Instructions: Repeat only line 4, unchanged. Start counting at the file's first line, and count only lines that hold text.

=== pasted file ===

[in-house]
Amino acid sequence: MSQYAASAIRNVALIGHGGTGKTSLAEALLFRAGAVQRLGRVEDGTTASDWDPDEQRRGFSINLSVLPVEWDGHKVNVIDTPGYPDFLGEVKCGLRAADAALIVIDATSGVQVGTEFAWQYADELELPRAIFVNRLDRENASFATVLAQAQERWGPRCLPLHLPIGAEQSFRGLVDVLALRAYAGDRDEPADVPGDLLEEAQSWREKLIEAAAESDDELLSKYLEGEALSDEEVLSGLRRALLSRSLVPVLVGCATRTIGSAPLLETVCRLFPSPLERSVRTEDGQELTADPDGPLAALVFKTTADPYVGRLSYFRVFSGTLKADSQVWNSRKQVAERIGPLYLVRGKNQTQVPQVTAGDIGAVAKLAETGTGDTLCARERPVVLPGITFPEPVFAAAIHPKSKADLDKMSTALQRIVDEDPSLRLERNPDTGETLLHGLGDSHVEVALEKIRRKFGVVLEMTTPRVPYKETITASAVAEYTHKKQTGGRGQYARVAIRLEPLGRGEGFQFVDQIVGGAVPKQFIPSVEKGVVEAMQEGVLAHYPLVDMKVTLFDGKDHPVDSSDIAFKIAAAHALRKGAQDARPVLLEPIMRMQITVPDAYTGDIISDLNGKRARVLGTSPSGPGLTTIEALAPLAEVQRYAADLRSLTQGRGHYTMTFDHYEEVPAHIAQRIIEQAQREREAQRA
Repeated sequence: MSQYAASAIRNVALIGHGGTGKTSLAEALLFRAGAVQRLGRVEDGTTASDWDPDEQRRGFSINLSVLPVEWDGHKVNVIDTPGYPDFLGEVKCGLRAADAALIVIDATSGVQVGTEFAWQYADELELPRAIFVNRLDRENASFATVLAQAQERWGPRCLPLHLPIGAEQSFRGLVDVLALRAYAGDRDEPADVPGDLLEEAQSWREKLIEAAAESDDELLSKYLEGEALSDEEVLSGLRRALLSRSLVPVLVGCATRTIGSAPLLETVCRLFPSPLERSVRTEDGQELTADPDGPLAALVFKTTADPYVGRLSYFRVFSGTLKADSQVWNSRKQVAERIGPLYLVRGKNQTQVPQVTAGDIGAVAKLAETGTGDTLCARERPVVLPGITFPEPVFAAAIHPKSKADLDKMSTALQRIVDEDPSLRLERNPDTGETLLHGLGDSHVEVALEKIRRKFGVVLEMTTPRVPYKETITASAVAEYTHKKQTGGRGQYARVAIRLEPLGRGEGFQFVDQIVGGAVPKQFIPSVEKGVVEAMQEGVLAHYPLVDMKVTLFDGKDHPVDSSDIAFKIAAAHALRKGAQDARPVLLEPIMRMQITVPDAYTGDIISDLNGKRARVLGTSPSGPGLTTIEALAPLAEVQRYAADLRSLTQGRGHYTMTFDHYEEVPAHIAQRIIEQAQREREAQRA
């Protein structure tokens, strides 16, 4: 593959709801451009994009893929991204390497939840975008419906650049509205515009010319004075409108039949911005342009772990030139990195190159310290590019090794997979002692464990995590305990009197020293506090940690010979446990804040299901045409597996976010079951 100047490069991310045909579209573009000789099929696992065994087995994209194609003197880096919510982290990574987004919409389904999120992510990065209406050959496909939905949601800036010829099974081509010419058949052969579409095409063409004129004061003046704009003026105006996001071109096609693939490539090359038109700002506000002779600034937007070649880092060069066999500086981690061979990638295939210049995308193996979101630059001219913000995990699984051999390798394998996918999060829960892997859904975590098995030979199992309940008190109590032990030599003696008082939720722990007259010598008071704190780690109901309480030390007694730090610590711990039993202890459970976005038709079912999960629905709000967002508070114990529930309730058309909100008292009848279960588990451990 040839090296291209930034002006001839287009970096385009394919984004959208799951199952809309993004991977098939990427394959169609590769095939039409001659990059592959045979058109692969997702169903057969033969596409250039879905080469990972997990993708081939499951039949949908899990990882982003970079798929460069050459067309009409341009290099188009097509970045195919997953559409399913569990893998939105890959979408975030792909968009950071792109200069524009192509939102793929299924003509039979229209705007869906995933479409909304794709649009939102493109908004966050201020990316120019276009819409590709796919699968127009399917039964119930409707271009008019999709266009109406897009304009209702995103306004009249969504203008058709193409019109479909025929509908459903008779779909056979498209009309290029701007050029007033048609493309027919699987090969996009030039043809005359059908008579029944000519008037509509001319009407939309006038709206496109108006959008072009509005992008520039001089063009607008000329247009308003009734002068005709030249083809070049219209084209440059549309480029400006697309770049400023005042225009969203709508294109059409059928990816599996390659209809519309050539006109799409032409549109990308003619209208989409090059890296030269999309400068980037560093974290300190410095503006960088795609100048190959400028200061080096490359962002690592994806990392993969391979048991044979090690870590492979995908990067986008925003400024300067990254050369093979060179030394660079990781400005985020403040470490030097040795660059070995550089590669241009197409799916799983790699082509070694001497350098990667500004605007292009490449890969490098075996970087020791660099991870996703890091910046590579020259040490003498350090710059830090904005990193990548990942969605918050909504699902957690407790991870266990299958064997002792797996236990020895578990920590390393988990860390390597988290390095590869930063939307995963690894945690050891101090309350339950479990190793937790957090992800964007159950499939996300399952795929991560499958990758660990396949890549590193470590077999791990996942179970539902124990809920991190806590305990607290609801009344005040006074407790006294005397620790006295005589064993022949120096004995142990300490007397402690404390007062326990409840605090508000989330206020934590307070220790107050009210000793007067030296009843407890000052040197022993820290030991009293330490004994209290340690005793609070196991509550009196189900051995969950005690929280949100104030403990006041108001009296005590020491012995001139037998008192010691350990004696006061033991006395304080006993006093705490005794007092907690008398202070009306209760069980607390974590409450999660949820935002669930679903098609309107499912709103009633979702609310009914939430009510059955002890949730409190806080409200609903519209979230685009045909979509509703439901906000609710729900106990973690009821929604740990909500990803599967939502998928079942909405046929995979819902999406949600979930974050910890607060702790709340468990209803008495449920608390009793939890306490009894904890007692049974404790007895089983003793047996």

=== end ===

């Protein structure tokens, strides 16, 4: 593959709801451009994009893929991204390497939840975008419906650049509205515009010319004075409108039949911005342009772990030139990195190159310290590019090794997979002692464990995590305990009197020293506090940690010979446990804040299901045409597996976010079951 100047490069991310045909579209573009000789099929696992065994087995994209194609003197880096919510982290990574987004919409389904999120992510990065209406050959496909939905949601800036010829099974081509010419058949052969579409095409063409004129004061003046704009003026105006996001071109096609693939490539090359038109700002506000002779600034937007070649880092060069066999500086981690061979990638295939210049995308193996979101630059001219913000995990699984051999390798394998996918999060829960892997859904975590098995030979199992309940008190109590032990030599003696008082939720722990007259010598008071704190780690109901309480030390007694730090610590711990039993202890459970976005038709079912999960629905709000967002508070114990529930309730058309909100008292009848279960588990451990 040839090296291209930034002006001839287009970096385009394919984004959208799951199952809309993004991977098939990427394959169609590769095939039409001659990059592959045979058109692969997702169903057969033969596409250039879905080469990972997990993708081939499951039949949908899990990882982003970079798929460069050459067309009409341009290099188009097509970045195919997953559409399913569990893998939105890959979408975030792909968009950071792109200069524009192509939102793929299924003509039979229209705007869906995933479409909304794709649009939102493109908004966050201020990316120019276009819409590709796919699968127009399917039964119930409707271009008019999709266009109406897009304009209702995103306004009249969504203008058709193409019109479909025929509908459903008779779909056979498209009309290029701007050029007033048609493309027919699987090969996009030039043809005359059908008579029944000519008037509509001319009407939309006038709206496109108006959008072009509005992008520039001089063009607008000329247009308003009734002068005709030249083809070049219209084209440059549309480029400006697309770049400023005042225009969203709508294109059409059928990816599996390659209809519309050539006109799409032409549109990308003619209208989409090059890296030269999309400068980037560093974290300190410095503006960088795609100048190959400028200061080096490359962002690592994806990392993969391979048991044979090690870590492979995908990067986008925003400024300067990254050369093979060179030394660079990781400005985020403040470490030097040795660059070995550089590669241009197409799916799983790699082509070694001497350098990667500004605007292009490449890969490098075996970087020791660099991870996703890091910046590579020259040490003498350090710059830090904005990193990548990942969605918050909504699902957690407790991870266990299958064997002792797996236990020895578990920590390393988990860390390597988290390095590869930063939307995963690894945690050891101090309350339950479990190793937790957090992800964007159950499939996300399952795929991560499958990758660990396949890549590193470590077999791990996942179970539902124990809920991190806590305990607290609801009344005040006074407790006294005397620790006295005589064993022949120096004995142990300490007397402690404390007062326990409840605090508000989330206020934590307070220790107050009210000793007067030296009843407890000052040197022993820290030991009293330490004994209290340690005793609070196991509550009196189900051995969950005690929280949100104030403990006041108001009296005590020491012995001139037998008192010691350990004696006061033991006395304080006993006093705490005794007092907690008398202070009306209760069980607390974590409450999660949820935002669930679903098609309107499912709103009633979702609310009914939430009510059955002890949730409190806080409200609903519209979230685009045909979509509703439901906000609710729900106990973690009821929604740990909500990803599967939502998928079942909405046929995979819902999406949600979930974050910890607060702790709340468990209803008495449920608390009793939890306490009894904890007692049974404790007895089983003793047996």